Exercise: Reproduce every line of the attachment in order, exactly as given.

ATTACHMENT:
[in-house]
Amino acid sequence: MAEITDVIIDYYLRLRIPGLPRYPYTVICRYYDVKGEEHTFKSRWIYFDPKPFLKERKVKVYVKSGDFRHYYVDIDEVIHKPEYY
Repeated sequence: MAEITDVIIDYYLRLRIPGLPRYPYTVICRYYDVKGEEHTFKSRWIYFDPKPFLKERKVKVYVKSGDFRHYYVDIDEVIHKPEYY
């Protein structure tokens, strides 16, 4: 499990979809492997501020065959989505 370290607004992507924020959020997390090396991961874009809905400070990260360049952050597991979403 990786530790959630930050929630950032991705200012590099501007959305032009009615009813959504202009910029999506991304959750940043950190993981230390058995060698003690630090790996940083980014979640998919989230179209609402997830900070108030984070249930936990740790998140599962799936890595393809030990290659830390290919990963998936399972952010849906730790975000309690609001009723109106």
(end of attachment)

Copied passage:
[in-house]
Amino acid sequence: MAEITDVIIDYYLRLRIPGLPRYPYTVICRYYDVKGEEHTFKSRWIYFDPKPFLKERKVKVYVKSGDFRHYYVDIDEVIHKPEYY
Repeated sequence: MAEITDVIIDYYLRLRIPGLPRYPYTVICRYYDVKGEEHTFKSRWIYFDPKPFLKERKVKVYVKSGDFRHYYVDIDEVIHKPEYY
């Protein structure tokens, strides 16, 4: 499990979809492997501020065959989505 370290607004992507924020959020997390090396991961874009809905400070990260360049952050597991979403 990786530790959630930050929630950032991705200012590099501007959305032009009615009813959504202009910029999506991304959750940043950190993981230390058995060698003690630090790996940083980014979640998919989230179209609402997830900070108030984070249930936990740790998140599962799936890595393809030990290659830390290919990963998936399972952010849906730790975000309690609001009723109106």